“I have to be seen to be believed.” — Queen Elizabeth II
The origin of the word jubilee is still contested, but either way it means a loud, joyful noise. One theory links it to the Hebrew y¯obe¯l, originally meaning ram, hence “ram’s horn used as a trumpet” (see Susie Dent, page 18); the other links it to the proto-Indo-European root yu- meaning shout for joy, hence the Latin iubilo from which we get jubilation.
The original Jewish jubilee was part of a crop rotation system. A jubilee fell at the end of the seven-year cycle of sabbatical years. Every seventh year was a sabbatical year or shmita, when the Torah dictated that agricultural land was left to lie fallow and all ploughing, planting, pruning and harvesting was forbidden. A jubilee year was the sabbath’s sabbath, and fell at the end of every seventh cycle. It was marked by forgiveness of sins, the writing-off of debts and a universal pardon: “Consecrate the 50th year and proclaim liberty throughout the land to all its inhabitants. It shall be a jubilee for you; each one of you is to return to his family property and each to his own clan.” Leviticus 25:10.
The ancient Egyptian jubilee or Heb Sed fell after a pharaoh had ruled for 30 years, and was repeated every three years thereafter. It was designed to reinvigorate the ruler, giving them a dose of strength and energy. Our own Queen would surely sympathise, although perhaps less so with the system it replaced, whereby the pharaoh was ritually murdered after 30 years if they were deemed to be no longer up to the job.
Queen Elizabeth II, at 86, is the 40th monarch since William the Conqueror, having reigned for longer than all save Victoria, and being only the second (with Victoria) to celebrate a Diamond Jubilee. Despite having use of Crown Estate property assets worth more than £6.2 billion, her own personal wealth is estimated at £310 million, which makes her only the 262nd richest person in Britain. She personally owns Balmoral Castle, several stud farms, a lot of art and jewellery and one of the world’s largest stamp collections, built by her grandfather. She also earns a stipend of £8 million a year.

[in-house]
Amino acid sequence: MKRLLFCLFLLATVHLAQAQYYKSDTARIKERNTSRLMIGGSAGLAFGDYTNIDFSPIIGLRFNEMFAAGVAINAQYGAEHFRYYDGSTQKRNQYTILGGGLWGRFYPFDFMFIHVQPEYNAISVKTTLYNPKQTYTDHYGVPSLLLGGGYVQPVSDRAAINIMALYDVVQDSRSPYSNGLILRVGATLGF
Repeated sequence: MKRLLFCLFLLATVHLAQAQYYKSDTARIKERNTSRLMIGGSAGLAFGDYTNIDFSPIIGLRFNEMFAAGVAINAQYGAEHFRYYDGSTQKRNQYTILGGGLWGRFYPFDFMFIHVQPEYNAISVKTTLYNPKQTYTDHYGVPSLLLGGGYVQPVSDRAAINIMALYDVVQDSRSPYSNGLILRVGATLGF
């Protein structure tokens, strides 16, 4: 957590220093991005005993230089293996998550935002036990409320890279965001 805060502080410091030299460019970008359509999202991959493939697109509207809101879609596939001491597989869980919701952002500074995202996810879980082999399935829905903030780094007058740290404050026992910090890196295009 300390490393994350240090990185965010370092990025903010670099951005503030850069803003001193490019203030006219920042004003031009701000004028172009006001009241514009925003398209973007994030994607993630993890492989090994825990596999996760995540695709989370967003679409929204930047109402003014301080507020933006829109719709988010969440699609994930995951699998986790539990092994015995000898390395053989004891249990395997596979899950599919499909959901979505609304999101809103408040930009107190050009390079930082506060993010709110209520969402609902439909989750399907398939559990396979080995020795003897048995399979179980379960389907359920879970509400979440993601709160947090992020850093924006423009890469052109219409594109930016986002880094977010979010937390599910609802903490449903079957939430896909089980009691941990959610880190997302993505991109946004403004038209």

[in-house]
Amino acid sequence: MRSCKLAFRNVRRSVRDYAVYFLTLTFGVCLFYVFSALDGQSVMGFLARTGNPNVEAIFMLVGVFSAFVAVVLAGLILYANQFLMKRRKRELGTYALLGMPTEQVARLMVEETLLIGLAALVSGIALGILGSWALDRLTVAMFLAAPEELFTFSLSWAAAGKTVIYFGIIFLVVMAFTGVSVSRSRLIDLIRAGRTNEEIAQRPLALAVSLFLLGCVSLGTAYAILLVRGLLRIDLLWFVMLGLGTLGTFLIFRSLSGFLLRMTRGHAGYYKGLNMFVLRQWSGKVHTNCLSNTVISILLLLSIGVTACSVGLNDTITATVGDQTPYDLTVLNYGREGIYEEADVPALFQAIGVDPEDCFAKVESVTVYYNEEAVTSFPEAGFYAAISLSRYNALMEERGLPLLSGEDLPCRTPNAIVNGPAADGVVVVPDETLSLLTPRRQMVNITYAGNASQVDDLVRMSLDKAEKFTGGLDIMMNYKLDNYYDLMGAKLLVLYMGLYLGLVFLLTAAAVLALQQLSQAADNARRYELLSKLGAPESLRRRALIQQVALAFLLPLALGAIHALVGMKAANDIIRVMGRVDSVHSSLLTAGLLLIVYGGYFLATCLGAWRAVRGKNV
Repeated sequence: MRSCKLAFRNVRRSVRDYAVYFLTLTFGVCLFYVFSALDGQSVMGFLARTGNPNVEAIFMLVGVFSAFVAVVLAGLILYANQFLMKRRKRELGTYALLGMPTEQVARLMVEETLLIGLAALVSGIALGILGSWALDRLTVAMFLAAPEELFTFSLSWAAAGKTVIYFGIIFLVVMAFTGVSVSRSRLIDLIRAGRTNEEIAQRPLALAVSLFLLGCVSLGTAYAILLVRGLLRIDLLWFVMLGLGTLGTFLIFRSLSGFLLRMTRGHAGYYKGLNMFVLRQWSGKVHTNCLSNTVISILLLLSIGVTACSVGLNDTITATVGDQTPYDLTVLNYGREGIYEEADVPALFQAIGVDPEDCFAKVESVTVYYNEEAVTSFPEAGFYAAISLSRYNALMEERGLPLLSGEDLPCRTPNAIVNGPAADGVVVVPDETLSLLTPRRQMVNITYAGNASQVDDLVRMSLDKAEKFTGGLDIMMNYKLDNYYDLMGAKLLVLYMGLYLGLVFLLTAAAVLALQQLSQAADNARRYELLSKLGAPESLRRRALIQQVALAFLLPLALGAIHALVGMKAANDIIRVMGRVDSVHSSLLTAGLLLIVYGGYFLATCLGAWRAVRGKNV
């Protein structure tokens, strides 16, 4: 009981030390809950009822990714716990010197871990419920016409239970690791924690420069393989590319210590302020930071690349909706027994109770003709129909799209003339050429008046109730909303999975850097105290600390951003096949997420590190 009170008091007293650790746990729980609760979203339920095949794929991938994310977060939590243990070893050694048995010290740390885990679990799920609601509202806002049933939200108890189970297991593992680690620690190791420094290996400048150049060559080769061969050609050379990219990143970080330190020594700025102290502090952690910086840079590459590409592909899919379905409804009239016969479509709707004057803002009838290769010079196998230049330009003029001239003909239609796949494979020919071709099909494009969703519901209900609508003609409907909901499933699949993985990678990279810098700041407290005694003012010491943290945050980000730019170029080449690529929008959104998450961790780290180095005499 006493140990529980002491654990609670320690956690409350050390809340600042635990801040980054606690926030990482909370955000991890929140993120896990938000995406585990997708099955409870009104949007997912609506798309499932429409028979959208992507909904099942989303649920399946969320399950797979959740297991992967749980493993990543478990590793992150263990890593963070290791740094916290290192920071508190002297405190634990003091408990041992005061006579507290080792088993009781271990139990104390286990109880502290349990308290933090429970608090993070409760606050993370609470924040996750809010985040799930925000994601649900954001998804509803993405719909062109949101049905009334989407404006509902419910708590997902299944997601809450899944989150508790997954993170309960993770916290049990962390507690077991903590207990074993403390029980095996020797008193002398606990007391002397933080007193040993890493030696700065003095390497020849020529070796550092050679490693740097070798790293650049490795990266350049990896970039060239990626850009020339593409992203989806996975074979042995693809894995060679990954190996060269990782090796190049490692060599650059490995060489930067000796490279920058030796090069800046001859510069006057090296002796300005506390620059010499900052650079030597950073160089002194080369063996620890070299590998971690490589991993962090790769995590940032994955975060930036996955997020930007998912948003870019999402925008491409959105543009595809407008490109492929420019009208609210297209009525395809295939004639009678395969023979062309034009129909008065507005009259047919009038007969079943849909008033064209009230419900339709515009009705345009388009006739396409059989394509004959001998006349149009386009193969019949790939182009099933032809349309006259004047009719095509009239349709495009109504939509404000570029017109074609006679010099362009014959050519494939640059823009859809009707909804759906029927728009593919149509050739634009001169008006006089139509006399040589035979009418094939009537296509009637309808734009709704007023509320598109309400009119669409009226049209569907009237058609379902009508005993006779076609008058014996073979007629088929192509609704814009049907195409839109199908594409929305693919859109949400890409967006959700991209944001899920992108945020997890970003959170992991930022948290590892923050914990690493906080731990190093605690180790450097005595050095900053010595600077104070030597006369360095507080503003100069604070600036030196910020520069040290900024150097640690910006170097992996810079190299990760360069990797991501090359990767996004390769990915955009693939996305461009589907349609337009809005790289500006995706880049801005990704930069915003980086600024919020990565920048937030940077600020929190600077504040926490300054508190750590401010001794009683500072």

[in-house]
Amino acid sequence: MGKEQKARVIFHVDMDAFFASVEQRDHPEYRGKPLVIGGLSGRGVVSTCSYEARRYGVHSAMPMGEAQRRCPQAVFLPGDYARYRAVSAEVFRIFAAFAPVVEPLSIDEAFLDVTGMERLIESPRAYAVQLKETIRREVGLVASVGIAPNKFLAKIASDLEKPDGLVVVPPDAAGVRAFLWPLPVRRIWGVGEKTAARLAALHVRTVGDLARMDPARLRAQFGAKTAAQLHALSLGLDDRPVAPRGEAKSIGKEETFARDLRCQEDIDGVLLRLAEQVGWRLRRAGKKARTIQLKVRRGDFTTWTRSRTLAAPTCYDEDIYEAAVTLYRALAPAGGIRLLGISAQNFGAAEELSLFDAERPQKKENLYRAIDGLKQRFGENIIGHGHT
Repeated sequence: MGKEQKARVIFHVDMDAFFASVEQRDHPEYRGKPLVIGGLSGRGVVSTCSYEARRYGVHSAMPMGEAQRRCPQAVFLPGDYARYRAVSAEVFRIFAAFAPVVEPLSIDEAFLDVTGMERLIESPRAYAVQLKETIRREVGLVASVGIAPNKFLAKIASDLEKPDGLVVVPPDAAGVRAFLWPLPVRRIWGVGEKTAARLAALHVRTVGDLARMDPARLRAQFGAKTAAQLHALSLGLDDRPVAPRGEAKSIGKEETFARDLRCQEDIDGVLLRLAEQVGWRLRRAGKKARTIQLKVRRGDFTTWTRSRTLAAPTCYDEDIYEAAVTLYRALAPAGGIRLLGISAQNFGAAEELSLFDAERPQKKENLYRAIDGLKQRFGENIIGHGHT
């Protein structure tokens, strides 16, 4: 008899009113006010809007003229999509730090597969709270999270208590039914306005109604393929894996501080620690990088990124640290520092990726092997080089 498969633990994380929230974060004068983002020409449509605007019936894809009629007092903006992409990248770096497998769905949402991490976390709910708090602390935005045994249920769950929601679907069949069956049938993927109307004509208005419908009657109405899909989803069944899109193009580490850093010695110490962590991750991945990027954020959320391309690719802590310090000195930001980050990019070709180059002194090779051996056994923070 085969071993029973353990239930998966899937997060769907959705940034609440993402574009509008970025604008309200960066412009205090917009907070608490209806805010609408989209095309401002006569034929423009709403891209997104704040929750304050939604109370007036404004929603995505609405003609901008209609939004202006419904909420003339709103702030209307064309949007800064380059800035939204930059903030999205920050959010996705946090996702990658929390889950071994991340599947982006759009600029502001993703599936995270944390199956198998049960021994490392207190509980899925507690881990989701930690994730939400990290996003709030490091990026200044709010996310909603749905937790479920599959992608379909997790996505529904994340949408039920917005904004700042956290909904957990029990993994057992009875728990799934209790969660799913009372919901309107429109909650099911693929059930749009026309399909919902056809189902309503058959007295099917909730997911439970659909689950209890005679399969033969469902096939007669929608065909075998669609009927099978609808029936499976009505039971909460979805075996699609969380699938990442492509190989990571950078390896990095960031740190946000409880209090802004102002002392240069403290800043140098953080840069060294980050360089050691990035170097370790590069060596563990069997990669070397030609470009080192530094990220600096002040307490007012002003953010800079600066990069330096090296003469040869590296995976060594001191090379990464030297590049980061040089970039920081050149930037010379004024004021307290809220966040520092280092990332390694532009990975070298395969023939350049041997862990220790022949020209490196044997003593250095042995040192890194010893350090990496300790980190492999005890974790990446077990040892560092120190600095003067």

According to Majesty magazine, it isn’t true that the Queen doesn’t carry money. She does once a week – for the collection in church. It’s “a folded note of unknown denomination”. Otherwise, her handbag contains a comb, a handkerchief, a small gold compact and lipstick.
As well as owning all Britain’s mute swans, she is personally entitled to any “Fishes Royal” (sturgeon, whale, porpoise or dolphin) taken in British waters. The last permission granted for sale of a royal fish was in Swansea in 2004, when Robert Davies landed a sturgeon. He faxed the Palace, who gave him the all clear. He later sold it for £650, but then fell foul of a local wildlife officer, who pointed out that the sturgeon was a protected species.
Her reign in numbers
3,500 Acts of Parliament; 12 prime ministers; 6 archbishops of Canterbury; 6 popes; 261 royal overseas visits; 3.5 million letters sent; 45,000 Christmas cards sent; 175,000 centenarian telegrams sent; 404,500 honours awarded; 58 Queen’s speeches; 129 portraits painted; 30 godchildren; 30 corgis.
The Queen was given her first corgi in 1933 by George VI. It was called The Duke and known as Dookie. Corgis aren’t lapdogs. Chipper, another of the Queen’s dogs, was attacked and killed by the Queen Mother’s corgi, Ranger. Another was put down after being attacked by Princess Anne’s terrier, Florence. The Queen also owns a number of dorgis – a breed that resulted from one of her corgis mating with Princess Margaret’s dachshund.
The Union Flag flies over Buckingham Palace, Windsor Castle and Sandringham whenever the Queen is not in residence. At news of a royal death, the Union Flag or Royal Arms of Scotland is flown at half-mast. The Royal Standard is never flown at half-mast, even when a king or queen dies, as the sovereign does not die – a new monarch succeeds his or her predecessor immediately.